Solar Power Costs and Solar ROI In Your Residential Solar Plan



When determining whether your solar power costs will justify your solar ROI, you need to have a clear idea of all the initial costs, ongoing maintenance, and you need an effective way to figure out how to estimate the money you will save. You can then just extrapolate over time to see when your break even point is. After that year, you are making money.

Your net cost is easy to figure. This is your solar investment, all solar power costs you have incurred, minus any federal and local tax rebates and tax incentives, and any other allowances your municipality may reward you. This will function as your Net Cost. Bear in mind that bank loans may or may not be tax deductible. Know this before arranging financing, and shop around for an offer that is.

Some cost factors that you need to keep in mind are equipment, installation costs (if you think this is “0” for DIYers, you are not keeping close enough records!), trash and refuse disposal, maintenance long term, taxes, permits and fees, and any other thing that makes you pull out your wallet.

You might be lucky enough to recoup some of your solar power costs immediately with subsidies and other local incentives. If so, remove whatever amount of cost you got returned to you by the reward. You are already realizing a solar ROI! Remember, if you are doing any solar remodeling to your home business or office, contact your tax man and see what you can recoup.

Then you need to take into consideration appreciation. Usually, you will see an appreciation of around 10 % of the total cost of all your solar power costs but keep in mind the following factors to get a truer accounting: how much energy savings you get (compare old and new bills), rising energy costs and home cost rising due to popularity of the solar work done. All these will cause your home to appreciate.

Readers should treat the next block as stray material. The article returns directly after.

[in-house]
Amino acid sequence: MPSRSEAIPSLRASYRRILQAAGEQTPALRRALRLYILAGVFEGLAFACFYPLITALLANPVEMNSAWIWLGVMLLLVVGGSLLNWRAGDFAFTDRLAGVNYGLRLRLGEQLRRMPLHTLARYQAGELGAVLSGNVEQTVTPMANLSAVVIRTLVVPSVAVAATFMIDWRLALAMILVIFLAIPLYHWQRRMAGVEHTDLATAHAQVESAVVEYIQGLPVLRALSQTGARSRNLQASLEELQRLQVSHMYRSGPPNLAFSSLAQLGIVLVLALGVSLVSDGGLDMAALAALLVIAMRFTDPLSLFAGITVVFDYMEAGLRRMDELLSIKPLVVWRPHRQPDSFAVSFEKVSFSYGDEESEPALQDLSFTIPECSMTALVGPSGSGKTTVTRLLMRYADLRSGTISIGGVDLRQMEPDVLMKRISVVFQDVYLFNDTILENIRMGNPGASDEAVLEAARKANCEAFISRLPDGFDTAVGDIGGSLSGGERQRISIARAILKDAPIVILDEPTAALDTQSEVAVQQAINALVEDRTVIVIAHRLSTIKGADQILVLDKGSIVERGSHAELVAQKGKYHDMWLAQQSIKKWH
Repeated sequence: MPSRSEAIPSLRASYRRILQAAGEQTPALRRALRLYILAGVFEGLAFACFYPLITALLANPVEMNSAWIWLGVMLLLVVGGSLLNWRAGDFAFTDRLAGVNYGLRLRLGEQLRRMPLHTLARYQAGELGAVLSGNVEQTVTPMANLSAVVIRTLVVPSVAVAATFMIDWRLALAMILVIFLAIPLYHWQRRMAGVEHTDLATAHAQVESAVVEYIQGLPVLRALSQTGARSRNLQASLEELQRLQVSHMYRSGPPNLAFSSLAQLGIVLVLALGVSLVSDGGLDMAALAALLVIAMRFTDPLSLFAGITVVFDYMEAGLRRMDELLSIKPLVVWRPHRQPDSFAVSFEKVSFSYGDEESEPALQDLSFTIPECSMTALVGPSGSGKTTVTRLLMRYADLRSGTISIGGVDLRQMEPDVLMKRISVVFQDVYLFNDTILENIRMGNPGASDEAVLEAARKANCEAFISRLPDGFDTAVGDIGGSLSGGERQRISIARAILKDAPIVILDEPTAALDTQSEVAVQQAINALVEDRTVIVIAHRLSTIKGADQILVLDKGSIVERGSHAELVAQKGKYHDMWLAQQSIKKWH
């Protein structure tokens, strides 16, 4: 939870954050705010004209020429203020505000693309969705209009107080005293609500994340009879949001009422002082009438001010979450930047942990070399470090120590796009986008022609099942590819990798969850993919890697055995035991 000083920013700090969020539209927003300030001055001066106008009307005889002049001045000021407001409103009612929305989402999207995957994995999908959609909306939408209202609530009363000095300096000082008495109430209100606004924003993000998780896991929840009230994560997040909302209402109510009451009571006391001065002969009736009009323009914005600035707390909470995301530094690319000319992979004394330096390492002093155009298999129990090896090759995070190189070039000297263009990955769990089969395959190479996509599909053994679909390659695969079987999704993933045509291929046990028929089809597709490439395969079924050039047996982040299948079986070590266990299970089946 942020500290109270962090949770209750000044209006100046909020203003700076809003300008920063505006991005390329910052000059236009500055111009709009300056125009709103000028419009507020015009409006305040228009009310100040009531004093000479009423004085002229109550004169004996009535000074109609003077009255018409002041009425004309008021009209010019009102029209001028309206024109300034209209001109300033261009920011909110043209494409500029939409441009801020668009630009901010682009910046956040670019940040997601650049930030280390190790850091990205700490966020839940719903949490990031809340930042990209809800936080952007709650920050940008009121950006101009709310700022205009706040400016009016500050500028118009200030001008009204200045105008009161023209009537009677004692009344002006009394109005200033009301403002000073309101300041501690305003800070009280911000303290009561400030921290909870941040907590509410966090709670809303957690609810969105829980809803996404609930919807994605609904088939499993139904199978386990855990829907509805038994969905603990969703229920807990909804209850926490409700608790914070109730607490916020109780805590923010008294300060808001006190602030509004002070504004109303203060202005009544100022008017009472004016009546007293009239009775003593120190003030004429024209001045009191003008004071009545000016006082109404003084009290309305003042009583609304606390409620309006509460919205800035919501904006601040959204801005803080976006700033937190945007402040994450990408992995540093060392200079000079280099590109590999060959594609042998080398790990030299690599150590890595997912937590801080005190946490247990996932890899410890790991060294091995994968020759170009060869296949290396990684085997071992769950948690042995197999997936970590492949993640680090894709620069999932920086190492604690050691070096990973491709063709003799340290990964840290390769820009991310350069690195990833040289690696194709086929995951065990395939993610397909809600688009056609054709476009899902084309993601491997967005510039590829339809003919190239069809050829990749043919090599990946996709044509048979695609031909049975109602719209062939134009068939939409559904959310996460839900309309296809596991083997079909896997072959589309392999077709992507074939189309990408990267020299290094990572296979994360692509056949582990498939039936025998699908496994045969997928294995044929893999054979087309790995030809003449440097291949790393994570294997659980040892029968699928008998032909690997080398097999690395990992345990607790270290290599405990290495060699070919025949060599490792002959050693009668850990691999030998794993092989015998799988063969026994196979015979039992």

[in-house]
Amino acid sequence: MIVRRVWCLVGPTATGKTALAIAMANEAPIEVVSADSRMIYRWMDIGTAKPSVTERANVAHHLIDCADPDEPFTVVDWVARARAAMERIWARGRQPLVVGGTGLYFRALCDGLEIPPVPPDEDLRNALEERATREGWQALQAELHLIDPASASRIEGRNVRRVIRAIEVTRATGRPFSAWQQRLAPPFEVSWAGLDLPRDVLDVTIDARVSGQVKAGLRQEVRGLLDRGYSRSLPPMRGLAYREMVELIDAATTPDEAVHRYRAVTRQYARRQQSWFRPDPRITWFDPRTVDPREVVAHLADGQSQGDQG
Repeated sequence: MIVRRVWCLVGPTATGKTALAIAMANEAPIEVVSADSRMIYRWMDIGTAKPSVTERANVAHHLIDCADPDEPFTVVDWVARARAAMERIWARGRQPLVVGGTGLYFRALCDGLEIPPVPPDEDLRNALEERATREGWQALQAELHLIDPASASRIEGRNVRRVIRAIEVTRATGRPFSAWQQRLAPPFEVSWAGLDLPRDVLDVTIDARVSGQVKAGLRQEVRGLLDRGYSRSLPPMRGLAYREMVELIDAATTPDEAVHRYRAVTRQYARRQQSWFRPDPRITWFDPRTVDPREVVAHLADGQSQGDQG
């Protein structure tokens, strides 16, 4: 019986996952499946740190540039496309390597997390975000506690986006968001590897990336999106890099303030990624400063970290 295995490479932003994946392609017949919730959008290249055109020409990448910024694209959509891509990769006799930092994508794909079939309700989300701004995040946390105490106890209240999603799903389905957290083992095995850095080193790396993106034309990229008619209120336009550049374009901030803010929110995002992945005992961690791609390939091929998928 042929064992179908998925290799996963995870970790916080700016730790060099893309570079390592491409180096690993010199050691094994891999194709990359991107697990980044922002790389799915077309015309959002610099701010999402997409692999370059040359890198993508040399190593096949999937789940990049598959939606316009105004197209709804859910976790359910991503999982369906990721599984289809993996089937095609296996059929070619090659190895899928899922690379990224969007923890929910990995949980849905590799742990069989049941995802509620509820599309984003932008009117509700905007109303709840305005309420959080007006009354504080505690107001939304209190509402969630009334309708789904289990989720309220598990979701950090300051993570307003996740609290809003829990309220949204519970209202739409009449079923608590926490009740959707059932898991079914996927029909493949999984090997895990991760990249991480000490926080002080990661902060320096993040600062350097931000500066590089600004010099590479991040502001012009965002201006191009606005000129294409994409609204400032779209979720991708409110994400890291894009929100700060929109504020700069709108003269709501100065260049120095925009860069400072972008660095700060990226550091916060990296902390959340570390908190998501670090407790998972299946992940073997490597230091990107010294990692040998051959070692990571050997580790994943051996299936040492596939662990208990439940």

Let's look at a real world example, and give you some formulas you can use yourself. Let's say you are thinking about installing a solar hot water heater. You want to follow the formula below, and you can use this for any appliance you are trying to replace.

1 – Get an energy audit. Let's say your kWh's are costing you $0.20 each. This is one of the easiest solar power costs to figure. (You can also find this on your monthly electric bill) Then, look at your total monthly electric bill. If the audit states that your monthly electrical usage is 1,000 kWh's monthly, and your water heater consumes 20% of your total bill, then mark your water heater as using 200 kWh's per month.

2 – You need to guesstimate here. Talk to contractors and other users of solar appliances, and figure how much of your total monthly energy use will be saved by your new solar water heater. An estimate would be that your solar heater is 75% more efficient than your old electric hot water heater.

Therefore, if you take 75% of those kWh 200, you can see that your new solar water heater will save about 150 kWh's per month.

3 – Multiply the rate you pay ($0.20 per kWh) times the total kWh's saved (150 kWh) and you get $30.0 each month in solar savings from your water heater.

4 – Take all the solar power costs you figured for the solar water heater install. Let' say you installed it yourself, and after all costs, you spent $3000 (which does not account for government incentives).

5 – Divided the figure in step 4 ($3000) by the figure you got in step 3 ($30.00) and you get 100. That means that in roughly 100 months, or 8 years, you will have broken even, and your solar ROI will begin to be greater than your solar power costs. But guess what? This is actually a lot sooner, because it’s not assuming rising energy costs. I think we all know which direction that’s going!